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According to the Collins English Dictionary 10th Edition fraud can be defined as: "deceit, trickery, sharp practice, or breach of confidence, perpetrated for profit or to gain some unfair or dishonest advantage".[1] In the broadest sense, a fraud is an intentional deception made for personal gain or to damage another individual; the related adjective is fraudulent. The specific legal definition varies by legal jurisdiction. Fraud is a crime, and also a civil law violation. Defrauding people or entities of money or valuables is a common purpose of fraud, but there have also been fraudulent "discoveries", e.g. in science, to gain prestige rather than immediate monetary gain
*As defined in Wikipedia

Tuesday, August 18, 2009

Goldman Sachs And Others Settle with Regulators

High Noon Approaching for Cuomo, Charles Schwab

N.Y. AG Cuomo is relentless.  Probably the only "freedom fighter" in public office we have today.  Bilking money from people for pure profit motives once upon a time in this country was illegal.  Maybe it soon will be again.

Sales tactics like those employed by our banking industry were once relegated to back room, smoked filled, blue suede shoe salesmen.  Today it is a profession out in the open with sharks dressed in Armani suits whose prestige is predicated on the number of people they can take advantage of.  In fact, there must be a college course somewhere for this as these Wall Street Banksters want you to have a college degree.  What ever happened to Basket Weaving 101?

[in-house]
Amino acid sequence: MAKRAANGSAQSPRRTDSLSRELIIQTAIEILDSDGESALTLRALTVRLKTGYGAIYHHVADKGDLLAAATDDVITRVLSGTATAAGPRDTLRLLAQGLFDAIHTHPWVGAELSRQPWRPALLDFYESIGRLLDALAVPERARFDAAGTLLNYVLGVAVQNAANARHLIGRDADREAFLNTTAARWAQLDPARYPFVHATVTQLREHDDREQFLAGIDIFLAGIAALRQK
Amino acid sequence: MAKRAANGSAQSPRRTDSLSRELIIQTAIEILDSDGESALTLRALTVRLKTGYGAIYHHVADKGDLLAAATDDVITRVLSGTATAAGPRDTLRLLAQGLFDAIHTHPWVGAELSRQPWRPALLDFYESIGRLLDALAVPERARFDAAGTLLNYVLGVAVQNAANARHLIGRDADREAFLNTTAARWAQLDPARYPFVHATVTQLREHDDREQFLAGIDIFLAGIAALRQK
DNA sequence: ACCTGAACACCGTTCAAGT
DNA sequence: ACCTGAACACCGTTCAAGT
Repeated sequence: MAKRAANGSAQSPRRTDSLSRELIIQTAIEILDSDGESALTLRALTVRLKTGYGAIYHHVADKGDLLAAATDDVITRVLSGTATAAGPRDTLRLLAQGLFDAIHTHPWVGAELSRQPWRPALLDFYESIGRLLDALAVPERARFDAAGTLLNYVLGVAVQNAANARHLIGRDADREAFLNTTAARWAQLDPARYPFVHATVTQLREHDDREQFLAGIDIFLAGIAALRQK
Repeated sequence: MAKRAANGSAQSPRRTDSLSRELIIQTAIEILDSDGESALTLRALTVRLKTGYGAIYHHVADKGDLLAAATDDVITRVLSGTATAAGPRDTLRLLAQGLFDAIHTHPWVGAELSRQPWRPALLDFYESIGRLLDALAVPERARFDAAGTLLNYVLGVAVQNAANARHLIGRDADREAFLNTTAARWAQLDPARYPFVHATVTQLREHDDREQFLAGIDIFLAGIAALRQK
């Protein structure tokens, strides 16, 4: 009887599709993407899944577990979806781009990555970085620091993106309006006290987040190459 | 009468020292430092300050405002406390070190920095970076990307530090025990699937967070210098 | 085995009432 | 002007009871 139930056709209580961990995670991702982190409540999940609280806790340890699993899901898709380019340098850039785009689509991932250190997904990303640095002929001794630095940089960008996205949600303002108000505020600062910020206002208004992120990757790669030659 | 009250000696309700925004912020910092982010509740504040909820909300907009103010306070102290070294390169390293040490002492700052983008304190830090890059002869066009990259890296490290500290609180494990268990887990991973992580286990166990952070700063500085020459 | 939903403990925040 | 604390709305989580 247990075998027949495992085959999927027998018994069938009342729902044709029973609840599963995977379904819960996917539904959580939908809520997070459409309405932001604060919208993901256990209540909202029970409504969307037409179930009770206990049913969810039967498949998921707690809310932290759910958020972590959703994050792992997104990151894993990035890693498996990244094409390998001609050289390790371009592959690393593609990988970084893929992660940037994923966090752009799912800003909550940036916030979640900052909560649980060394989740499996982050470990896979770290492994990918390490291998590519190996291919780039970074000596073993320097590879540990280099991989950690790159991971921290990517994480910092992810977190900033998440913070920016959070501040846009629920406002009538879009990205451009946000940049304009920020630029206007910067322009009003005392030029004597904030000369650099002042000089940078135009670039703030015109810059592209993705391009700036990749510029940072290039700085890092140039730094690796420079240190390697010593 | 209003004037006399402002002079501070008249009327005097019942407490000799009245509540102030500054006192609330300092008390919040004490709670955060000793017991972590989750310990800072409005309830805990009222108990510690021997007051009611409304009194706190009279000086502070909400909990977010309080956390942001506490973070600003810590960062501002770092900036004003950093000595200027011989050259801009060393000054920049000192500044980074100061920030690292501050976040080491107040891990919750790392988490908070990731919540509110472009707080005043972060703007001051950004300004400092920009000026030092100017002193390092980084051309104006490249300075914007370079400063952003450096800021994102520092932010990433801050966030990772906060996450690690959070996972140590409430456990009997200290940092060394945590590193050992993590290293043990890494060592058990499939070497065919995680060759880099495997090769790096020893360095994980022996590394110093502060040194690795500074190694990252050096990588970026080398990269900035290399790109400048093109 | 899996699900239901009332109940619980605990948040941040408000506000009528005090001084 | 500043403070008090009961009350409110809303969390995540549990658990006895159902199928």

In one exchange between a Schwab broker and client that was reviewed by the Journal, a customer says: “You know, I’m not trying to make a ton of money. I just want to play it safe.” The broker responds: “The hardest part of this auction is getting into it. That is the tough part. Getting out is easy as just selling.” But when the market collapsed, Schwab clients were stuck with $787.8 million in auction-rate securities.

From the WSJ Law Blog

Auction-rate securities are long-term debt instruments with attributes of short-term securities because they are resold with new interest rates in periodic auctions. The $330 billion market’s collapse, which came to a head when market makers stopped stepping in as buyers in early 2008, caused investors billions of dollars of losses.

Several large Wall Street firms that had underwriting operations, including Merrill Lynch & Co., Citigroup Inc., J.P. Morgan Chase & Co., UBS AG and Goldman Sachs Group Inc., have settled with regulators, agreeing to buy back more than $60 billion in auction-rate securities from customers.

Read Full here

This round table of  Black Knights would put fear into even King Arthur's legions.  In the words of our publisher...WAKE UP AMERICA!


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